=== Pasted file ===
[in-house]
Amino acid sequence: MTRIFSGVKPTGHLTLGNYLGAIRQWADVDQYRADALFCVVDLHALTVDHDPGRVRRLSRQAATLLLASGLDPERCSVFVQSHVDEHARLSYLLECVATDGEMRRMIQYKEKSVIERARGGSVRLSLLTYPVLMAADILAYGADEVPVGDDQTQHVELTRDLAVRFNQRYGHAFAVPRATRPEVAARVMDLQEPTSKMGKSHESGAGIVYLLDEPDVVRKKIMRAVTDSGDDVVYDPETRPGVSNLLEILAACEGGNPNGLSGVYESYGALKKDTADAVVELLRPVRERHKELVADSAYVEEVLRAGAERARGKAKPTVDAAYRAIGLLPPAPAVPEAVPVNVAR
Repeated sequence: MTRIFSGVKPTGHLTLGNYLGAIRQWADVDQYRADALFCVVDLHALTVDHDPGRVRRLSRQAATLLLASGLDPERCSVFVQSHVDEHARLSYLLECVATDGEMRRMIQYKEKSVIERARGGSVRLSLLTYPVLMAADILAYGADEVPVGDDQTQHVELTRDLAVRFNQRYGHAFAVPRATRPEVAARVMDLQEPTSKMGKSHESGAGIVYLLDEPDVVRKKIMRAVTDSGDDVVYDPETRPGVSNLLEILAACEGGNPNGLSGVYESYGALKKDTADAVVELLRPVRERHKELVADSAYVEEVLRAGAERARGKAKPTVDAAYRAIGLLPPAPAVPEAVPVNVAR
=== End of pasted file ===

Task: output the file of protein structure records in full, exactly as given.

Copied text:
[in-house]
Amino acid sequence: MTRIFSGVKPTGHLTLGNYLGAIRQWADVDQYRADALFCVVDLHALTVDHDPGRVRRLSRQAATLLLASGLDPERCSVFVQSHVDEHARLSYLLECVATDGEMRRMIQYKEKSVIERARGGSVRLSLLTYPVLMAADILAYGADEVPVGDDQTQHVELTRDLAVRFNQRYGHAFAVPRATRPEVAARVMDLQEPTSKMGKSHESGAGIVYLLDEPDVVRKKIMRAVTDSGDDVVYDPETRPGVSNLLEILAACEGGNPNGLSGVYESYGALKKDTADAVVELLRPVRERHKELVADSAYVEEVLRAGAERARGKAKPTVDAAYRAIGLLPPAPAVPEAVPVNVAR
Repeated sequence: MTRIFSGVKPTGHLTLGNYLGAIRQWADVDQYRADALFCVVDLHALTVDHDPGRVRRLSRQAATLLLASGLDPERCSVFVQSHVDEHARLSYLLECVATDGEMRRMIQYKEKSVIERARGGSVRLSLLTYPVLMAADILAYGADEVPVGDDQTQHVELTRDLAVRFNQRYGHAFAVPRATRPEVAARVMDLQEPTSKMGKSHESGAGIVYLLDEPDVVRKKIMRAVTDSGDDVVYDPETRPGVSNLLEILAACEGGNPNGLSGVYESYGALKKDTADAVVELLRPVRERHKELVADSAYVEEVLRAGAERARGKAKPTVDAAYRAIGLLPPAPAVPEAVPVNVAR